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2017's Intel i7 will become 2020's i3 - Comet Lake brings Hyperthreading to Core-i3

Intel's bringing more threads to their next-generation parts

2017's Intel i7 to become 2020's i3 - Comet Lake brings Hyperthreading to Core-i3

2017's Intel i7 will become 2020's i3 - Comet Lake brings Hyperthreading to Core-i3

Intel has to respond to Ryzen, especially now that the company's 3rd Generation of Zen CPUs are on store shelves. AMD can offer PC builders more cores/threads for their money, and with Ryzen 3rd Gen's boosted single-threaded performance, Intel can no longer ignore their rival. 

With their 10th Generation of desktop core processors, Intel is preparing to make some major changes. If today's leaks are correct, Hyperthreading is coming to Intel's quad-core Core i3 lineup, creating processors with four cores and eight threads. Yes, that's right; 2017's Core-i7 is becoming 2020's Core-i3. That's a 2x boost in core/thread count for i3, showcasing exactly how far the industry has come over the past three years. 


2017's Intel i7 will become 2020's i3 - Comet Lake brings Hyperthreading to Core-i3

Intel's i3-10100 processor has appeared on the SiSoftware database, with TUM_APISAK being the first to find the processor online. The CPU comes with four cores, eight threads and a base clock speed of 3.6GHz. Not bad for what appears to be a low-end model. 

Comet Lake is due to be Intel's next series of 14nm processors, and rumour has it that Intel's entire core lineup will feature Hyperthreading, with a 10-core i9 processor sitting at the top. This would give i5 six cores and twelve threads, i7 eight cores and sixteen threads and i9 ten cores and twenty threads. Yes, the core architecture will still be Skylake, but with Comet Lake Intel plans to push AMD's Ryzen lineup in the realms of pure PC performance. 
  

2017's Intel i7 will become 2020's i3 - Comet Lake brings Hyperthreading to Core-i3  

Intel's Comet Lake desktop processors are due to release in early 2020, giving AMD enough time to release their 16-core Ryzen 9 3950X processor. Will Comet Lake be enough to prevent AMD from gaining more CPU market share? 

You can join the discussion on Intel's quad-core/eight-thread i3-10100 processor on the OC3D Forums

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Most Recent Comments

11-10-2019, 10:15:31

NeverBackDown
Only should have been done even 5 years earlier...Quote

11-10-2019, 13:00:24

23RO_UK
Quote:
Originally Posted by NeverBackDown View Post
Only should have been done even 5 years earlier...
Yeah, Intel certainly missed the boat by a few years on this one.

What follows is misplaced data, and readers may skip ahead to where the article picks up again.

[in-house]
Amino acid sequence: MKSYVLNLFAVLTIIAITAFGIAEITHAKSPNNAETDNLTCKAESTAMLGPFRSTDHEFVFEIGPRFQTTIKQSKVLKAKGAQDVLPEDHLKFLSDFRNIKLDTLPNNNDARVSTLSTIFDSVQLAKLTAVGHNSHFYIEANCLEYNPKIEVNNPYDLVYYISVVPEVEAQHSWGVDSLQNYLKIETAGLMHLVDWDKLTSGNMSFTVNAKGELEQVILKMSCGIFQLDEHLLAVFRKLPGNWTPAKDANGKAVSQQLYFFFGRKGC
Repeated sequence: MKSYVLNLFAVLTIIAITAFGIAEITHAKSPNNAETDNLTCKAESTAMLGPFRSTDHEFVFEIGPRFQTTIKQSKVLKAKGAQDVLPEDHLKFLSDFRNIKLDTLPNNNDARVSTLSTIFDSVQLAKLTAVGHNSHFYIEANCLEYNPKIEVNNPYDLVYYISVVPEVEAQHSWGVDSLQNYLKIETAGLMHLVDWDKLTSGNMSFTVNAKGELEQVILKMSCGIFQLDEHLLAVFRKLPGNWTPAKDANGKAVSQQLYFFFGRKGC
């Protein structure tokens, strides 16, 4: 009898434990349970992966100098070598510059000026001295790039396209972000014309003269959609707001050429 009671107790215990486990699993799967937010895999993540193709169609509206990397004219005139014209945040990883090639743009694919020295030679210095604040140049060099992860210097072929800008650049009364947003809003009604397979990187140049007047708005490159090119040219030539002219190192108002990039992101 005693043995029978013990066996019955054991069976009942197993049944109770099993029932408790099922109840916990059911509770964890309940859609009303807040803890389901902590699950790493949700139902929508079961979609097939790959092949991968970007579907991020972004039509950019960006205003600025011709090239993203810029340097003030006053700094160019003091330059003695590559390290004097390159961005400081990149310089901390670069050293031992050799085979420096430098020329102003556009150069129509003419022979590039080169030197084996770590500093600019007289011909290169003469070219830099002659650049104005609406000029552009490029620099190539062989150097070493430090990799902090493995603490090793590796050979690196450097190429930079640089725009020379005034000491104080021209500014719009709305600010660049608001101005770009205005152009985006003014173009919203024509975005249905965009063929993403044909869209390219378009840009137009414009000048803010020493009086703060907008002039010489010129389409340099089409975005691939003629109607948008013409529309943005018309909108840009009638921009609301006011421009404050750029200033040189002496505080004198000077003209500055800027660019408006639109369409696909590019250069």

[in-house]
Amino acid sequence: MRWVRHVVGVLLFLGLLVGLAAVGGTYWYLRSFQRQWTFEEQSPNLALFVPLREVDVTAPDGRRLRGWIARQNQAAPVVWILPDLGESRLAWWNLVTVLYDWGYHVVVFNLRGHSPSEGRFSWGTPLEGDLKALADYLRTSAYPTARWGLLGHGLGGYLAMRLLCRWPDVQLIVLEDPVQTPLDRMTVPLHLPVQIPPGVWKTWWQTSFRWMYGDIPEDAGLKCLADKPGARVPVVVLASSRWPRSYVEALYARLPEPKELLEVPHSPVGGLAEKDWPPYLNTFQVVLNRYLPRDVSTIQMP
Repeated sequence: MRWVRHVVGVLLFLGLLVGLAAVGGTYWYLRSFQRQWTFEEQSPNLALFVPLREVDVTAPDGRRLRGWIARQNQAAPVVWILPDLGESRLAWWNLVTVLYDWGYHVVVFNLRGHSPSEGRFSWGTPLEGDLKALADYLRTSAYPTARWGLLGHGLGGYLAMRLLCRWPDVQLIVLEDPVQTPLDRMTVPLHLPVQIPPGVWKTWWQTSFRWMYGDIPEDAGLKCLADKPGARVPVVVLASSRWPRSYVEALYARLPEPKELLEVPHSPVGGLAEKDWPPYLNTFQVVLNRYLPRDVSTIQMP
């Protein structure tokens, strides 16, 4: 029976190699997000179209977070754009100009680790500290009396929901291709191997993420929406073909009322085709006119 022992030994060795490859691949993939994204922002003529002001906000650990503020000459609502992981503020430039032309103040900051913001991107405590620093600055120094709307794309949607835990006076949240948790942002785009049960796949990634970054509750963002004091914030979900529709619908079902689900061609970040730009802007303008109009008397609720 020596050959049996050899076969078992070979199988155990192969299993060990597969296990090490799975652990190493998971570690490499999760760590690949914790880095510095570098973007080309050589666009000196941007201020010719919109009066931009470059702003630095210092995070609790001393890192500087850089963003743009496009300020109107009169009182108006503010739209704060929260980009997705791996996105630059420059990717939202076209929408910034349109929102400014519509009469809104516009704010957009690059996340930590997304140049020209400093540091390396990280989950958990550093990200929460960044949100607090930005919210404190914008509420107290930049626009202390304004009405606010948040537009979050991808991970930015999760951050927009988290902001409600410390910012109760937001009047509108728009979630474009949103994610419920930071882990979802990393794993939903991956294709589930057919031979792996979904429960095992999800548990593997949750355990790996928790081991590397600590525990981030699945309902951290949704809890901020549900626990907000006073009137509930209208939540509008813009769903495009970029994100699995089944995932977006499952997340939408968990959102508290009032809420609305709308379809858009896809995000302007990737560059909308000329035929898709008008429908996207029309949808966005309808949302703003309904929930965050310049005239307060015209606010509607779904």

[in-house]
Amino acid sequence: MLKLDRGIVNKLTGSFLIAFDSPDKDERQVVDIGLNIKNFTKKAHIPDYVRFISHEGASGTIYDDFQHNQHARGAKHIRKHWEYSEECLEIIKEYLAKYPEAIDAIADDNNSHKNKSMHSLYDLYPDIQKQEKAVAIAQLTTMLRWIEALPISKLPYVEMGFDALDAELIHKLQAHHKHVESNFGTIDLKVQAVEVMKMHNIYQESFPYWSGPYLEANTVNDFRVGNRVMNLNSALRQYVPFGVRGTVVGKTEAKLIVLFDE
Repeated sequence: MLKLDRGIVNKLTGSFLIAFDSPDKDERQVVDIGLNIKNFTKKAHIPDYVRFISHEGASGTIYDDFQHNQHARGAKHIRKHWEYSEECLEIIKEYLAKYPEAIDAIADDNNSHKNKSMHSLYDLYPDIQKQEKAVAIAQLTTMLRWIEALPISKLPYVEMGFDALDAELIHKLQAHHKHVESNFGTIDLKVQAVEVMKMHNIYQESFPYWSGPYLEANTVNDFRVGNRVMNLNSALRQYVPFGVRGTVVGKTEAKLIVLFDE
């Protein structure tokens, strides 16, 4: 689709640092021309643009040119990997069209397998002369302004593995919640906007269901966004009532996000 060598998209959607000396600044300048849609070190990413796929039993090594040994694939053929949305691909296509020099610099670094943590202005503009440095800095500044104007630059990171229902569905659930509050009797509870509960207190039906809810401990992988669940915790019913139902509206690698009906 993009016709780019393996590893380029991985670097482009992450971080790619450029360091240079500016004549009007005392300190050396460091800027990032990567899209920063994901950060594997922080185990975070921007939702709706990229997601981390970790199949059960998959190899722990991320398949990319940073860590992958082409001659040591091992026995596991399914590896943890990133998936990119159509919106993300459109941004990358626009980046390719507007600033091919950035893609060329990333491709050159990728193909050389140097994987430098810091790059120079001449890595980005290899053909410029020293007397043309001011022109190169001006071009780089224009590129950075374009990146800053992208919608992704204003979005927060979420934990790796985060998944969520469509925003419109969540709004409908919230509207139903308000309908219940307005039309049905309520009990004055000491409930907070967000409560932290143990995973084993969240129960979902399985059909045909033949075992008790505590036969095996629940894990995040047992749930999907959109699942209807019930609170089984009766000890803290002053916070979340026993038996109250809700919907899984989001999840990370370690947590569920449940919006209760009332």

Would I be right in saying their product stack/s are still affected by numerous security vulnerabilities which are having to be addressed/mitigated by both firmware and software?

(I haven't really been paying much attention to Intel since progressing through all three generations of Ryzen to date)Quote

11-10-2019, 13:03:18

NeverBackDown
Yes you'd be correct. AMD still does have some insecurities.

That said most ones require physical access to the system. So not the biggest deal. Though the others shouldn't be forgotten. This security stuff only started popping up when AMD released Ryzen since more people started paying attention and wound up finding security holes in everything basically.Quote

11-10-2019, 15:12:40

RobM
Good that they are finally waking up although with nothing new to the table is too little to late imhoQuote

11-10-2019, 15:15:46

looz
The security holes have nothing to do with AMD's Ryzen release, security has overall become a bigger concern and some researchers decided to look into branch prediction, etc.
Though Intel hasn't had a major overhaul in architecture since Nehalem (and to lesser extent, Sandy) and they've mostly just done minor optimisations, like rely heavily on making branch prediction more intelligent. So as such they got hit harder - not even Ryzen was developed late enough that they would've been aware of Spectre's school of vulnerabilities early enough to specifically design around them.
Physical access isn't relevant, ability to run your code on the machine is. This, at some point, was doable with JavaScript, until browsers mitigated against such attacks with reporting timers less accurately.
And overall the effect of these vulnerabilities on any desktop oriented task is rather minor, database operations got hit the hardest.Quote
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